Oct. 5 (Bloomberg) -- Companies in the U.S. added 91,000 jobs in September, according to data from ADP Employer Services.
The increase followed a revised 89,000 gain the prior month, Roseland, New Jersey-based ADP said today. The median forecast of economists surveyed by Bloomberg News called for an advance of 75,000.
Job gains haven’t been sufficient to bring down the unemployment rate, which has held at or above 9 percent for 26 of the past 28 months. A Labor Department report in two days is projected to show businesses added 90,000 jobs in September, according to the median forecast of economists surveyed.
“Employment is likely to languish over the intermediate term until business leaders see an improvement in both actual demand and their demand expectations,” Russell Price, senior economist at Ameriprise Financial Inc. in Detroit, said before the report.
Projections in the Bloomberg survey of 39 economists ranged from declines of 10,000 to gains of 117,000.
Service industries expanded at a faster pace than forecast in September, another report showed. The Institute for Supply Management’s index of non-manufacturing businesses decreased to 53 in September from 53.3 a month earlier. A reading above 50 signals expansion.
The measure was projected to drop to 52.8, according to the median forecast in a Bloomberg News survey. Estimates from 75 economists surveyed ranged from 51.3 to 55. The Tempe, Arizona-based group’s index averaged 56.1 in the five years to December 2007, when the last recession began.
Stocks climbed after the ISM report. The Standard & Poor’s 50 Index rose 0.2 percent to 1,126.41 at 10:08 a.m. in New York. Treasury securities dropped, sending the yield on the benchmark 10-year note up to 1.89 percent from 1.82 percent late yesterday.
Over the previous six reports, ADP’s initial figure was closest to the Labor Department’s first estimate of private payrolls in March, when it understated the gain in jobs by 29,000. The estimate was least accurate in June, when it overestimated the increase in employment by 100,000.
Last month, ADP’s initial figures showed a 91,000 gain in company payrolls for August, while the Labor Department’s data showed an increase of 17,000 private payrolls.
“You have to characterize labor-market conditions as tepid and disappointing,” Joel Prakken, senior managing director of Macroeconomic Advisers, which produces that data with ADP, said on a conference call from St. Louis. “There is an element of structural unemployment that persists.”
Employers announced the most job cuts in more than two years in September, led by planned reductions at Bank of America Corp. and in the military, another report today showed.
Announced firings jumped 212 percent, the largest increase since January 2009, to 115,730 last month from 37,151 in September 2010, according to Chicago-based Challenger, Gray & Christmas Inc. Cuts in government employment, led by the Army’s five-year troop reduction plan, and at Bank of America accounted for almost 70 percent of the announcements.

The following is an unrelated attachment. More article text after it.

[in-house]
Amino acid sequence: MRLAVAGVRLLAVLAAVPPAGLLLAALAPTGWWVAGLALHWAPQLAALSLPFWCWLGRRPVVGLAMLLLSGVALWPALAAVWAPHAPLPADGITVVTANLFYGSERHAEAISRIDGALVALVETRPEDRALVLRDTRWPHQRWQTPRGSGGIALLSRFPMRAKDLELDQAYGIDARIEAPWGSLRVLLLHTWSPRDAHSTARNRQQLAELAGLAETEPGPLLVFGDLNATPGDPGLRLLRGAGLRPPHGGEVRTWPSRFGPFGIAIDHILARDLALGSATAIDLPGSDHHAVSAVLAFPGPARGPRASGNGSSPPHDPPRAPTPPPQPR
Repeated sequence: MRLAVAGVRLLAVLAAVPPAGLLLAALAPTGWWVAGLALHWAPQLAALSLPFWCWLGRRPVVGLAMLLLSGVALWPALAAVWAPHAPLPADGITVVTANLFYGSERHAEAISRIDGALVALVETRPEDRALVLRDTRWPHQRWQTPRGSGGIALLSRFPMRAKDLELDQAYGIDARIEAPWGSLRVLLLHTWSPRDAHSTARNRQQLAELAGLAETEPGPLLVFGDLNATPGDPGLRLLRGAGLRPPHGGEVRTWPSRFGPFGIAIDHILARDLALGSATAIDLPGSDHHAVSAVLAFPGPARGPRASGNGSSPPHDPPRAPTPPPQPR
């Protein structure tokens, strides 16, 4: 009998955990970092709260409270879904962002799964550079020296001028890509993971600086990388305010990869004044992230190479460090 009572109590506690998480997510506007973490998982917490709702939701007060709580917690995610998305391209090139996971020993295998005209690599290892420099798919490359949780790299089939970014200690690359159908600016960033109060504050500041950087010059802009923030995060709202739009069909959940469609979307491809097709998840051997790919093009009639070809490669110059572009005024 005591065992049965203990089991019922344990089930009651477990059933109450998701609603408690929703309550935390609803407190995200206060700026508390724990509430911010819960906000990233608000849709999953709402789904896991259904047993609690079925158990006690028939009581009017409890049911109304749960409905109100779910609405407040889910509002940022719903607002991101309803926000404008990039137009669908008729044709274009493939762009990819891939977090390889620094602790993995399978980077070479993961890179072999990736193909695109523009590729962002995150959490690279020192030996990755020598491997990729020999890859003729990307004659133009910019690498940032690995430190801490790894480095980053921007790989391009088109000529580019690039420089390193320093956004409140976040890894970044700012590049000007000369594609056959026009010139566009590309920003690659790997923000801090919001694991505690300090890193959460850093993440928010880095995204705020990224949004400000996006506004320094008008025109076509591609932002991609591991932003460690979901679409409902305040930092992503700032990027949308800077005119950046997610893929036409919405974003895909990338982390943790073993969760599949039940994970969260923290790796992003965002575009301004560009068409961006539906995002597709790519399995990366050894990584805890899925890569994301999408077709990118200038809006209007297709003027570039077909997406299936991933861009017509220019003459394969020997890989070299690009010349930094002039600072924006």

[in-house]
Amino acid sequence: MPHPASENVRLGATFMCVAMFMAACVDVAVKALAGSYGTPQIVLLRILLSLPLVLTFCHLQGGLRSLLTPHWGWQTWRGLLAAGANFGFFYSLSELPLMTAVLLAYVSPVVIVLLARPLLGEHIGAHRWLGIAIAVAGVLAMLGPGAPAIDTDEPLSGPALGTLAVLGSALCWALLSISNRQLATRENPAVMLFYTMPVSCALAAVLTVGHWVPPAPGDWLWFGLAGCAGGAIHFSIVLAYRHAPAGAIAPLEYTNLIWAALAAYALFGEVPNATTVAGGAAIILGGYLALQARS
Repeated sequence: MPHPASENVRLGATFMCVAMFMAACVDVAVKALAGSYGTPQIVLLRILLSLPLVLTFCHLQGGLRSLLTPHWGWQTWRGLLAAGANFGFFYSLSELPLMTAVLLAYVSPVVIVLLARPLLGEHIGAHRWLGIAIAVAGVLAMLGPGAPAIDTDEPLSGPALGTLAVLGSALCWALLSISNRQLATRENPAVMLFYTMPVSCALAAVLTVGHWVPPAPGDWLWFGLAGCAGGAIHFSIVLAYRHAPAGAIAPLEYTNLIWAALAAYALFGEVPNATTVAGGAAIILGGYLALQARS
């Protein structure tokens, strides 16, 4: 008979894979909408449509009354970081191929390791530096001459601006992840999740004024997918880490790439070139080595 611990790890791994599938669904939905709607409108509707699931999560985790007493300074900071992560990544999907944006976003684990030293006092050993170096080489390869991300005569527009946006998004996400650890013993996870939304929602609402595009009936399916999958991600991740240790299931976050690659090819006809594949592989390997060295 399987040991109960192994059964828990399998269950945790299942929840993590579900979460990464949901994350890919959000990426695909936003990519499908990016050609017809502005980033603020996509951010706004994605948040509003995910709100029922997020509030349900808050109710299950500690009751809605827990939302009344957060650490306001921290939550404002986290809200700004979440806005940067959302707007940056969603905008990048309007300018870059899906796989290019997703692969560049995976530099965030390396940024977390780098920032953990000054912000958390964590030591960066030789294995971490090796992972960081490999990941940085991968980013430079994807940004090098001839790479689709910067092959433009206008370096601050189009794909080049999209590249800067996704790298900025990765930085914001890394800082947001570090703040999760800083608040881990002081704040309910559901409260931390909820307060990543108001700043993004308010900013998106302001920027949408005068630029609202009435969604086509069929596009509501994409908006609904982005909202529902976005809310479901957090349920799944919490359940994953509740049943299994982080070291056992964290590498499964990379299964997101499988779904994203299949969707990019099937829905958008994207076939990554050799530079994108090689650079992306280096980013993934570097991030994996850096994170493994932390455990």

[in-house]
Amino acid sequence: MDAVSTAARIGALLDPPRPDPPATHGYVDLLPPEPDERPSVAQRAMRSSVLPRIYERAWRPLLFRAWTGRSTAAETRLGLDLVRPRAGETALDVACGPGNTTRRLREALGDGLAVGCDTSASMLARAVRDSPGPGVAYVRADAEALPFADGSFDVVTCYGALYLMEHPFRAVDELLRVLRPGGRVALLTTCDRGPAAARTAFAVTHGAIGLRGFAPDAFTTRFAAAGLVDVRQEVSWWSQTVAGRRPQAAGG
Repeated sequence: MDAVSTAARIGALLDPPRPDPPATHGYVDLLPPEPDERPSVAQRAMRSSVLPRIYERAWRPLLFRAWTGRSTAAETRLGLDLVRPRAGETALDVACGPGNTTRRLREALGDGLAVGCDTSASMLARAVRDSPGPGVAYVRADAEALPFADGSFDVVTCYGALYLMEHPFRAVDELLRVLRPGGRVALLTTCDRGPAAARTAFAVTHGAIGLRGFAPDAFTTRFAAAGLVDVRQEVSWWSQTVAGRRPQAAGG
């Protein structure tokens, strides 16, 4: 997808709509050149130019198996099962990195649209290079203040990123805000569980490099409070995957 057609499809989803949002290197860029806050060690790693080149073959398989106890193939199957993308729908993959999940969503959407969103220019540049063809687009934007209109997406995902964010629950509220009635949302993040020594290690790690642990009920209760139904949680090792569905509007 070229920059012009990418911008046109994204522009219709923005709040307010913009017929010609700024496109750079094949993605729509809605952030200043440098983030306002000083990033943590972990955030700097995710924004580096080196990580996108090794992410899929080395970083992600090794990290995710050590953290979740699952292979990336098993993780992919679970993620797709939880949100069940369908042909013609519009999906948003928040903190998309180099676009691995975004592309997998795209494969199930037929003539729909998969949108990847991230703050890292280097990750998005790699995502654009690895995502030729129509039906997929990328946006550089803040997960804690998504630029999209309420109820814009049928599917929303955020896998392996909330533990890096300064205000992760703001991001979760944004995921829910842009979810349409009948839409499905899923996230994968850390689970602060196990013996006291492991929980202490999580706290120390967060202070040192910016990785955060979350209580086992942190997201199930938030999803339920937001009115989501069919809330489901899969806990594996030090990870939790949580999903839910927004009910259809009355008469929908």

Today’s ADP report showed an increase of 1,000 workers in goods-producing industries last month, which include manufacturers and construction companies. Employment at factories fell by 5,000.
Orders to manufacturers, a stalwart of the expansion, contracted for a third consecutive month in September, the first such series of declines since the recession ended in June 2009, according to figures this week from the Institute for Supply Management.
Service providers added 90,000 workers in September, today’s figures showed.
Companies employing more than 499 workers cut 5,000 jobs. Medium-sized businesses, with 50 to 499 employees, increased payrolls by 36,000 and employment at small companies climbed by 60,000, ADP said.
Federal Reserve Chairman Ben S. Bernanke, speaking before Congress’s Joint Economic Committee in Washington, yesterday said the central bank stood ready to take additional steps to boost growth and urged lawmakers against taking steps to curtain the budget deficit that might harm an already “sluggish” recovery.
“Recent indicators, including new claims for unemployment insurance and surveys of hiring plans, point to the likelihood of more sluggish job growth in the period ahead,” Bernanke said. Fed officials expect a “somewhat slower pace of economic growth over coming quarters” than they did in June, he said, without giving a specific forecast.
The Labor Department figures on Oct. 7 will also show the jobless rate held at 9.1 percent last month, according to the Bloomberg survey median.
Total payrolls are forecast to increase by 60,000 after no change in August, according to the Bloomberg survey. Private payrolls, which exclude government jobs, are forecast to rise from 17,000 in August.
Citigroup Inc., the third-biggest U.S. bank, is among firms that have turned more cautious about hiring. It said last month it will limit hiring to only “critical” jobs as the economic slowdown continues and revenue slumps.
“We are currently only filling positions we believe are critical to the line of business or function,” Shannon Bell, a spokeswoman for the New York-based bank, said in an interview Sept. 15.
The ADP report is based on data from about 340,000 companies with more than 21 million workers on payrolls. Macroeconomic Advisers LLC in St. Louis produces the data with ADP.
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